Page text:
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How can grandparents get custody or visitation rights?

Grandparents often play a significant role in their grandchildren's lives. Their presence can offer stability and security. Depending on the family, they may even be the best equipped to have legal custody of their grandkids.

However, unless presented with evidence to prove otherwise, courts presume that a parent is the best person to raise their child. So when can a grandparent intervene?

Custody considerations

As with most custody and visitation rulings, the court considers the best interest of the child when making decisions. To aid with the decision-making process, the court may use mediation, independent mental health evaluations and recorded on-camera interviews with the child. Factors taken into consideration include:

  • The age and physical and mental condition of the child, giving due consideration to the child's changing developmental needs.
  • The needs of the child, taking into consideration their relationship with siblings, peers and extended family members.
  • The reasonable preference of the child. The child's preference will be considered if the court deems the child to be of reasonable intelligence, understanding, age and experience to express such a preference.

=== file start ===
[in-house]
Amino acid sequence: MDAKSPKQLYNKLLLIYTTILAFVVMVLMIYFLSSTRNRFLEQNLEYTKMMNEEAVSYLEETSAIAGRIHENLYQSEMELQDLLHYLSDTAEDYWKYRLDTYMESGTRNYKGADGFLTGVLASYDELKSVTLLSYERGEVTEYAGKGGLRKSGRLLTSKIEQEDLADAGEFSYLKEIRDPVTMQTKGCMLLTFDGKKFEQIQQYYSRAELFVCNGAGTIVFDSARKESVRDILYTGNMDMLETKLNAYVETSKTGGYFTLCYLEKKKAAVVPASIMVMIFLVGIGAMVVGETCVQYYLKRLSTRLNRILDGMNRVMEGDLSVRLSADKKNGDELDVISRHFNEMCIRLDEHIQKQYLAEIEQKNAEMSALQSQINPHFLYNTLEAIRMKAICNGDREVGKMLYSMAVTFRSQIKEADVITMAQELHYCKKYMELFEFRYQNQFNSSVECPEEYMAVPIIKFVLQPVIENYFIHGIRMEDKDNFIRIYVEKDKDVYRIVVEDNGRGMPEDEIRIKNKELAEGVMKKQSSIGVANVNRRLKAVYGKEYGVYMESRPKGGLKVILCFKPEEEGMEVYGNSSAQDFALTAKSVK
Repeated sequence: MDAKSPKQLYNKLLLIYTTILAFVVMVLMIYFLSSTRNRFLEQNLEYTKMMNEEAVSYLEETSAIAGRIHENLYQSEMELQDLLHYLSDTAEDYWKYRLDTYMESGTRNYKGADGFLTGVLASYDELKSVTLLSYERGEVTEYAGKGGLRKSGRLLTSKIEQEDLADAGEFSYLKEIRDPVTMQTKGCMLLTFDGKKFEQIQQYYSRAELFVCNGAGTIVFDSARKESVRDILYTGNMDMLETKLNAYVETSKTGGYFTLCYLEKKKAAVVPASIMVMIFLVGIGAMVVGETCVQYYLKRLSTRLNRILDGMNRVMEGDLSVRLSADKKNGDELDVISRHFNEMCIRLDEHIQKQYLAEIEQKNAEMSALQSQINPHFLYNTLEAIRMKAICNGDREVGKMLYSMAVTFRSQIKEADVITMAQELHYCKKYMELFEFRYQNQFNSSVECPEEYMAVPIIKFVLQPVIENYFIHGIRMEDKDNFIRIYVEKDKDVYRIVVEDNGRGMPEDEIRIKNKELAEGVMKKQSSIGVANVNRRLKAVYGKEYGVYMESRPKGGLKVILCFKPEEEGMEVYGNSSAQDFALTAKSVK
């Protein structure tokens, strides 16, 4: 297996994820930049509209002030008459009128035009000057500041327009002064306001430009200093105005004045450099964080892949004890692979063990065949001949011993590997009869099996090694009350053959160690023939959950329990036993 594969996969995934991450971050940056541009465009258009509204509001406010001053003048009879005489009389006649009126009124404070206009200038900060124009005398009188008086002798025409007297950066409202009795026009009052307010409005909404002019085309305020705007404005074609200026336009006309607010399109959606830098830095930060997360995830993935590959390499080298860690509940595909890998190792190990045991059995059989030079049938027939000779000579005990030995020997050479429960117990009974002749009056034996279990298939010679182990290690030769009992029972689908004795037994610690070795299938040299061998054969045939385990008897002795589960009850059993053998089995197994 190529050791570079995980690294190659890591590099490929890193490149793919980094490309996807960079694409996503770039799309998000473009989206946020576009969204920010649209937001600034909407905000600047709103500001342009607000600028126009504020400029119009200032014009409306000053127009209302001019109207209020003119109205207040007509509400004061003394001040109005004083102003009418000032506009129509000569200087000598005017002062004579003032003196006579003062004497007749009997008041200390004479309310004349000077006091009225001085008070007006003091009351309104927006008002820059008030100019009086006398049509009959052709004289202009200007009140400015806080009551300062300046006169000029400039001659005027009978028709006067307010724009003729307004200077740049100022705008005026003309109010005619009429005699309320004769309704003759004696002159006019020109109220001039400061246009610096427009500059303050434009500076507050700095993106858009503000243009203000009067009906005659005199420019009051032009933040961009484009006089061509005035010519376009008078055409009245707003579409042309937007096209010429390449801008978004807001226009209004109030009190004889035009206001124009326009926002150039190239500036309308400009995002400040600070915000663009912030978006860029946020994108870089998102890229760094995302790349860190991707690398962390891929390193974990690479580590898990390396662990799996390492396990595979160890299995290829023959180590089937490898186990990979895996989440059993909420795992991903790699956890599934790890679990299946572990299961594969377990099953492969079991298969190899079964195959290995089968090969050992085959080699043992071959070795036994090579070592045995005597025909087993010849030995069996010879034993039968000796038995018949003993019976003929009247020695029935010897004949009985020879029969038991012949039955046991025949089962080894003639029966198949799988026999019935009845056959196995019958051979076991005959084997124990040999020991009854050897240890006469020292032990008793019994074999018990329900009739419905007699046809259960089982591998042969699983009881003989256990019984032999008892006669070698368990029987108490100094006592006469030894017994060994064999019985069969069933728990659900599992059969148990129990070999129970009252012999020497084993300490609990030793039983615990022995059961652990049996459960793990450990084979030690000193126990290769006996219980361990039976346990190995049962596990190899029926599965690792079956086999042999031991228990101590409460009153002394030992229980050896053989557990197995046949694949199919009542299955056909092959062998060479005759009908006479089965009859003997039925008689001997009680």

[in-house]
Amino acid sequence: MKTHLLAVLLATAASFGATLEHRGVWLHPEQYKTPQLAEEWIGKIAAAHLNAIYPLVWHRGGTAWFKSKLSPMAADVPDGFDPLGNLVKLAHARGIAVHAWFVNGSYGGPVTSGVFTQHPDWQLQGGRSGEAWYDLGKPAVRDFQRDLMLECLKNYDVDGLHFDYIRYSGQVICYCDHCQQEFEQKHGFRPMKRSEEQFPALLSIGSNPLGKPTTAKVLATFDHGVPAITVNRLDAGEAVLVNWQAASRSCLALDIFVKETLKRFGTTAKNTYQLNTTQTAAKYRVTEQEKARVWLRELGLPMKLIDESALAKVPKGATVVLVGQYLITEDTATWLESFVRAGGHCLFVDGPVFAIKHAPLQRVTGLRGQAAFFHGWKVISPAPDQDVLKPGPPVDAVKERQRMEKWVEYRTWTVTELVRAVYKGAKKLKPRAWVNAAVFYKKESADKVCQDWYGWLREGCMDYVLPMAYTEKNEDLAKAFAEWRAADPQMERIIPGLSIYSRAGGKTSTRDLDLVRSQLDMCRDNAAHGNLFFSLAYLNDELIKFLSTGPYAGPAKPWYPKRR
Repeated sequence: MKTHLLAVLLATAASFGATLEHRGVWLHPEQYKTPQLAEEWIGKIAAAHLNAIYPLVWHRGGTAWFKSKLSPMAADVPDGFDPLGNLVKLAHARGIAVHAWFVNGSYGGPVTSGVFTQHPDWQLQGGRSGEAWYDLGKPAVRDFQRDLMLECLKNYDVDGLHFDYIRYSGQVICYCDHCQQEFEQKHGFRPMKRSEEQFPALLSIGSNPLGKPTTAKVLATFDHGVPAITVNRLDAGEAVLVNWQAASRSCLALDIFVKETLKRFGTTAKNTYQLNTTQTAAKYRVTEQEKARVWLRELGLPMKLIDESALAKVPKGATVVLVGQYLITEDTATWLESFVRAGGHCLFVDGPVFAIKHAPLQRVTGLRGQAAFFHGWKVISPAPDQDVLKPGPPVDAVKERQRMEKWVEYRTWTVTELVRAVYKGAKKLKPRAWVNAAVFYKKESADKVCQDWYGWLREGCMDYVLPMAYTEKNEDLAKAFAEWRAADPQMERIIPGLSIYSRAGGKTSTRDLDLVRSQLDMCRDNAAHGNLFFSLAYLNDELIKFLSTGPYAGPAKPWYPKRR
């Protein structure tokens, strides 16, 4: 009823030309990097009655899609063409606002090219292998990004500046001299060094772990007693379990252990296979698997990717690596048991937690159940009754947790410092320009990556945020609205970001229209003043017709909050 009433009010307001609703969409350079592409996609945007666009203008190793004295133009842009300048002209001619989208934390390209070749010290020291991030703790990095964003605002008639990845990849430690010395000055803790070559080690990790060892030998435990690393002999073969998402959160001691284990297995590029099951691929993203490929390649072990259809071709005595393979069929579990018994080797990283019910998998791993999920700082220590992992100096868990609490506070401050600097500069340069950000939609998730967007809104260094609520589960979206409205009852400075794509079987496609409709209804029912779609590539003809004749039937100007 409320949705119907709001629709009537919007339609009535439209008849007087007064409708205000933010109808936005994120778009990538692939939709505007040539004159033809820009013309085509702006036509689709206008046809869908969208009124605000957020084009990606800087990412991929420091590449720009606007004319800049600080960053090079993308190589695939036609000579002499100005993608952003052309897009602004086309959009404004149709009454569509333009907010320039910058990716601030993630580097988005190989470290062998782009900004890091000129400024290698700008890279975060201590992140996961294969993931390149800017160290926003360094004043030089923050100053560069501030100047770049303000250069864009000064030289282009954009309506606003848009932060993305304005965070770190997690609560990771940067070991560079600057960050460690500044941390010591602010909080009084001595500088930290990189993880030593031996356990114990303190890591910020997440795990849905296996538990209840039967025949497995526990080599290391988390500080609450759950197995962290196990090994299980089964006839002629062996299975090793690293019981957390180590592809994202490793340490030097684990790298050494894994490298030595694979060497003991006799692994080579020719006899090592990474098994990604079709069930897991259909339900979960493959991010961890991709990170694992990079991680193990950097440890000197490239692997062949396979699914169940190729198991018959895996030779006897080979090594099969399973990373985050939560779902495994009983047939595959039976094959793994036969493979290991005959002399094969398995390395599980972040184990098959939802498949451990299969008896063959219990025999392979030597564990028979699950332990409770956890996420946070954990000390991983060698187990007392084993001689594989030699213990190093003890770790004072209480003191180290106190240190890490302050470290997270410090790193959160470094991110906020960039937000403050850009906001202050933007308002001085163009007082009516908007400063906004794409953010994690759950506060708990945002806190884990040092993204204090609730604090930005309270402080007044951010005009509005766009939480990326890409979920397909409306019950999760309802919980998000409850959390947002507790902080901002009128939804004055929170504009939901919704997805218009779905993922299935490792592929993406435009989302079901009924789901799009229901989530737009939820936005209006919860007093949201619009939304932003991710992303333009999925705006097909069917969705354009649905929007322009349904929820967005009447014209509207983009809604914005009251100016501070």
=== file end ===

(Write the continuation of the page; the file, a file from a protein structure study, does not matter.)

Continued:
Proving harm

One option for grandparents pursuing custody or visitation rights is to prove that actual harm would occur to the child if they are not granted their wishes. In this circumstance, the grandparents must be able to prove the grandchild would suffer harm if custody or visitation is denied, which can be difficult and is best done with the assistance of an attorney.

Parental support

Ultimately, the best way for grandparents to get visitation, or even custody, is to gain the support of at least one of the parents. In this circumstance, it is often easier to prove that it is in the best interest of the child to maintain a relationship with their grandparents.

It's again important to stress that courts favor parents. Grandparents who are able to maintain an amicable relationship with one or both parents will be well-equipped to have the rights they seek.

When that's not possible, grandparents should explore every option for keeping their relationship with their grandchildren.

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